Shops' pounds 2bn crime bill slices 23% off profits: Employees responsible for quarter of thefts from UK stores, survey reveals. Terry Kirby reports

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The Independent Online
EMPLOYEES are responsible for more than a quarter of thefts from shops and stores in the United Kingdom, according to a report published yesterday. In total, the retail trade faced a bill of more than pounds 2bn for crimes committed against them in 1992-93.

The report, Retail Crime Costs, commissioned by the British Retail Consortium, says profits for the industry would have been 23 per cent higher were it not for crime.

Although the industry already spends more than pounds 370m annually on crime prevention and security measures, the BRC warned yesterday that costs would continue to rise if shops did not learn the lessons of the survey.

James May, director-general of the consortium, said it was impossible to say how much the cost of crime contributed to the price of individual items, but it was clear the pounds 2bn bill would, in some fashion, be borne by the consumer.

He said it was the responsibility of the industry to tackle the issue. 'Although there is traditionally a great deal of competition, we have to show a willingness to co-operate together on anti-crime initiatives.'

It was important for the industry to introduce security measures sufficient to stop shopping centres being dominated by shop fronts covered with metal grilles, which made them inhospitable places, Mr May said.

The report is based on a survey of 54,000 companies, representing one-tenth of all shops and stores in the United Kingdom and 44 per cent of total sales. It is the largest and most comprehensive survey of its type conducted.

Only pounds 560m of the pounds 2bn figure is directly attributable to criminal incidents, although a further pounds 1,060m was judged to have been lost as a result of criminal activities.

The results show that crimes by customers - mainly shoplifting - account for about 1.5 million of the total of 2.1 million crimes. But the total cost of pounds 516m due to recorded and estimated crimes by customers is less than the pounds 554m value put on thefts by employees, even though the number of incidents was only 31,000.

The majority of shoplifting incidents go unnoticed. Only about one-fifth of the total value is recorded at the time as being the result of theft; the remainder comes to light during stocktaking.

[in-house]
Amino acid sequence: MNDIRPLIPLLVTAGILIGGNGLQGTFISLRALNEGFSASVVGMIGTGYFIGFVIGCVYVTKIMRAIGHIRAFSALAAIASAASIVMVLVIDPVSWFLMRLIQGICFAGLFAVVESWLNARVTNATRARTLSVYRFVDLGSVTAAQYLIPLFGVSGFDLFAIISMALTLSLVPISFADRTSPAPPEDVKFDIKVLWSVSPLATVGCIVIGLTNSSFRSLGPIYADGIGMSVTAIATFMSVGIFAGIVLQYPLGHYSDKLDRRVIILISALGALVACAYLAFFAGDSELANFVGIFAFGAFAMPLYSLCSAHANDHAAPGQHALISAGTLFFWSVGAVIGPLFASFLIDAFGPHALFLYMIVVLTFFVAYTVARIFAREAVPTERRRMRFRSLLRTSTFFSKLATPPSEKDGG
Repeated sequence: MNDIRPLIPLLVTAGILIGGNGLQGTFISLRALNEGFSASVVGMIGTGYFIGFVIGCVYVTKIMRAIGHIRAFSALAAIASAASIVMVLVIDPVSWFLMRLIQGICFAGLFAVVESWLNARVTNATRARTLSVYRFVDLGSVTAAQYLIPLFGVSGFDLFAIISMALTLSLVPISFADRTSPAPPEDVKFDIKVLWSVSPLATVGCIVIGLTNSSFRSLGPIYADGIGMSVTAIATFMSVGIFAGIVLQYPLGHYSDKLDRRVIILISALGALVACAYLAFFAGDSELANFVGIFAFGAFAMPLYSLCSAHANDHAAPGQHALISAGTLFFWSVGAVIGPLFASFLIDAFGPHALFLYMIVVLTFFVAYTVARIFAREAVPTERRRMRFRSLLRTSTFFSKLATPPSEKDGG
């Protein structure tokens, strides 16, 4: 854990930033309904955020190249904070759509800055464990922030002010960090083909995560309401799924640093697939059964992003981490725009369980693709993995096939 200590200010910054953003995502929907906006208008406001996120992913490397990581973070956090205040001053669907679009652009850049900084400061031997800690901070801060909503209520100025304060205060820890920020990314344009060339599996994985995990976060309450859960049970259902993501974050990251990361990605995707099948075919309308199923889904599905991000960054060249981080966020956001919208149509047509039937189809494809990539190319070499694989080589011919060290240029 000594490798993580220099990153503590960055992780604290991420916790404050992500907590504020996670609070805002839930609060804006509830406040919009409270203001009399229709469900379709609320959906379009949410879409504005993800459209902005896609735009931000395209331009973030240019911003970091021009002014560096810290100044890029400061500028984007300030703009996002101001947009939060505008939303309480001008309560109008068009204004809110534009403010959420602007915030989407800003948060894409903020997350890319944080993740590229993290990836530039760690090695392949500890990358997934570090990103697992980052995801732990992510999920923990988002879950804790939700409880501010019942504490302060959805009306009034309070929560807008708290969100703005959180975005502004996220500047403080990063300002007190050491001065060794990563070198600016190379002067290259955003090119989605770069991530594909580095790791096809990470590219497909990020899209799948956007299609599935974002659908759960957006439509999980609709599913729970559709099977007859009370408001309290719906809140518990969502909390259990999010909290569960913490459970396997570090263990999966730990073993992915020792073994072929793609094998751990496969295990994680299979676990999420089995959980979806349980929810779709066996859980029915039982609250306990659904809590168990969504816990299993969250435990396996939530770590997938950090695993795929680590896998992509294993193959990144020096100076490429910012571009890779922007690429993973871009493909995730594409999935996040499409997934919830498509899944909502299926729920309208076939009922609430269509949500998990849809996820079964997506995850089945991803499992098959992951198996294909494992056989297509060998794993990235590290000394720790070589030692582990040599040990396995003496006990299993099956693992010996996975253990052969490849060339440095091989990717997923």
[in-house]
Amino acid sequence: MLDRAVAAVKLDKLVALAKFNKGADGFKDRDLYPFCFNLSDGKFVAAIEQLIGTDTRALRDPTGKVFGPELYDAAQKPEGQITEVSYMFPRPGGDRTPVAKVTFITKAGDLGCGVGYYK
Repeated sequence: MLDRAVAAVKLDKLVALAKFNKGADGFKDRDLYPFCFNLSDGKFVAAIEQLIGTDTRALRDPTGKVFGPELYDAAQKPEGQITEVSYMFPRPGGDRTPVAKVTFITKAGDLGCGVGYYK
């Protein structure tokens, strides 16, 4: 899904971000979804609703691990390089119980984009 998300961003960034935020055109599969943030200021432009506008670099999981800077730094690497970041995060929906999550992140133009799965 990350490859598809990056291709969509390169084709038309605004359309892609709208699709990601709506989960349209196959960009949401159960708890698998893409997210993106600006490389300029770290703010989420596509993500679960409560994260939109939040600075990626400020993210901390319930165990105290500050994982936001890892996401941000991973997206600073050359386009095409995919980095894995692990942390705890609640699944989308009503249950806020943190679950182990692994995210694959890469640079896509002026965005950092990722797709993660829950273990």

Just over 60 per cent of suspects apprehended are referred to the police although there are considerable variations: furniture, textile, carpet and footware retailers report all suspects, but the grocery trade only reports 42 per cent.

Mr May said: 'If every shoplifter was handed over to the police, the criminal justice system would grind to a halt.'

But he added that serious and persistent shoplifters should be dealt with more harshly by the courts and he said there should be more effective cautioning for lesser offenders.

In 1992-93, burglaries cost a total of pounds 331m, robberies pounds 24.2m, terrorism pounds 52.8m and fraud pounds 21.7m.

Although 14,300 staff were subjected to violence, a further 106,000 threatened with violence and almost 300,000 verbally abused, the risk of actual physical violence is eight attacks per 1,000.

The survey showed that for every 10 retail premises, there were six burglaries - eight times greater than the burglary risk to the average household; grocery shops had the highest risk of burglary.

Six out of every 100 premises experienced a robbery, compared with an average risk of personal robbery of less than 1 in 100. Off-licences had the highest risk of robbery.

The total loss as a result of ram raiding was pounds 18m during the year, mainly due to the cost of repairs rather than loss of the stock. The average loss of stock after ram raids was pounds 1,254, compared to pounds 683 for the average burglary. But the risk of being ram raided was only 1 in 100.

(Graph omitted)